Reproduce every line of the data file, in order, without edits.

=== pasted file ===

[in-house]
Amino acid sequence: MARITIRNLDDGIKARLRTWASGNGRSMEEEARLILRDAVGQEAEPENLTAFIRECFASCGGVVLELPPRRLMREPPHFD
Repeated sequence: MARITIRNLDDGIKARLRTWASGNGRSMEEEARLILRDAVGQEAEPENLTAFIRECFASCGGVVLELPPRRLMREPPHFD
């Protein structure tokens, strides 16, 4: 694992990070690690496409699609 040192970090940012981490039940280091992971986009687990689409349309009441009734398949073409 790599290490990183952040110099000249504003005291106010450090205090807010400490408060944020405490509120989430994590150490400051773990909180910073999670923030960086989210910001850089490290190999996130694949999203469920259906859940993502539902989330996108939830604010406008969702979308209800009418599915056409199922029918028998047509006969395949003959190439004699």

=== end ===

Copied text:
[in-house]
Amino acid sequence: MARITIRNLDDGIKARLRTWASGNGRSMEEEARLILRDAVGQEAEPENLTAFIRECFASCGGVVLELPPRRLMREPPHFD
Repeated sequence: MARITIRNLDDGIKARLRTWASGNGRSMEEEARLILRDAVGQEAEPENLTAFIRECFASCGGVVLELPPRRLMREPPHFD
């Protein structure tokens, strides 16, 4: 694992990070690690496409699609 040192970090940012981490039940280091992971986009687990689409349309009441009734398949073409 790599290490990183952040110099000249504003005291106010450090205090807010400490408060944020405490509120989430994590150490400051773990909180910073999670923030960086989210910001850089490290190999996130694949999203469920259906859940993502539902989330996108939830604010406008969702979308209800009418599915056409199922029918028998047509006969395949003959190439004699």